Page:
That picked up briefly this week when it was rumored that former president of competition and racing operations Brian Barnhart would be named CEO. That was quickly dismissed by IndyCar in a statement attributed to the series.

"Brian continues to be an executive member of IndyCar and his understanding of our sport continues to provide our organization with valuable input. However, Brian's future role with IndyCar will not be as CEO of the organization," the statement said.

So who will?

The name that continues to surface is Zak Brown, founder and CEO motorsports marketing agency Just Marketing International. Brown had previously said he was interested in only a board position with IndyCar or a consulting role, but his name also appeared in series founder Tony George's proposal to buy the series.

George's proposal last October included a management team in which Brown would act as CEO of the series. Now, with IndyCar still looking for a leader six weeks before the season begins, Brown appears to be the best option for the series.

Roger Penske last week told The Associated Press he'd be in favor of Brown taking the CEO job, but noted Brown would have to relinquish his marketing agency and might be unwilling to give up JMI. Brown has declined to comment on any potential interest in the job.

But one thing is certain: If Brown was to move to IndyCar, he'd be wise to demand autonomy from the series and ensure the board of directors would not interfere in his management. Bernard had neither and was shown the door with two years remaining on his contract.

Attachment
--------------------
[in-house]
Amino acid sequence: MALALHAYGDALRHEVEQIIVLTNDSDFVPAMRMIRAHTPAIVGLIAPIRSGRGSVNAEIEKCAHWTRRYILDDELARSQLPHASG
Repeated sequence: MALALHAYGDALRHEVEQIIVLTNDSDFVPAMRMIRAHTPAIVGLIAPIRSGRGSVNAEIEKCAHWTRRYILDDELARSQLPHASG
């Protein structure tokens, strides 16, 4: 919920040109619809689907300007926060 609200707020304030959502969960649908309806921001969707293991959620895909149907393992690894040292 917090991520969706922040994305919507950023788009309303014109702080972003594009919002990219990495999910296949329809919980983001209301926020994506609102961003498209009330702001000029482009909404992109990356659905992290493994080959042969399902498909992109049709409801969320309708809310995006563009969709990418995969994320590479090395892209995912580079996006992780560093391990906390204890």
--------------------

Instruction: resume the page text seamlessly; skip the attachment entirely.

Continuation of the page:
PAPIS GETS A SEAT: Veteran road racer Max Papis has put together a limited deal with Richard Childress Racing this season for three Nationwide Series races.

Papis will drive the No. 33 Chevrolet at Road America and Mid-Ohio, and on the oval at Iowa.

"Having the trust and support of a man like Richard Childress ... shows me how far I have come in NASCAR," the Italian said. "With RCR and ECR Engines, I will have the best opportunity in my career to accomplish my goal of winning a NASCAR race. It fills my heart with joy to know that I did enough to earn an oval race opportunity and I will make everyone proud of their decision."


WELCOME BACK: Tom German will return to NASCAR after the season-opening Daytona 500 as the chief technical officer for Michael Waltrip Racing.

German spent almost 15 years with Penske Racing, but left midway through the 2011 season to attend the MIT Sloan School of Management. His departure came after a highly-publicized incident with driver Kurt Busch, who blasted German and the Penske team in an expletive-laden rant on his team radio during a race at Richmond.

Busch took specific aim in his meltdown at German, blaming the technical director for what he deemed to be ill-handling race cars.

German left to pursue his master's degree at MIT shortly after, and Penske officials insisted German's departure had been long planned and was unrelated to the Busch incident.

Now he's back in NASCAR at upstart MWR, which was able to offer German it's highest ranking technical position after Nick Hughes said he was returning to his native Australia.

"This is such a bitter-sweet announcement for MWR," said team co-owner Michael Waltrip. "It is so rare that a person of Tom German's experience and education comes along, period. It is even more remarkable that he became available at the perfect time. Nick has done such an amazing job and has become one of the most respected behind-the-scenes guys in NASCAR."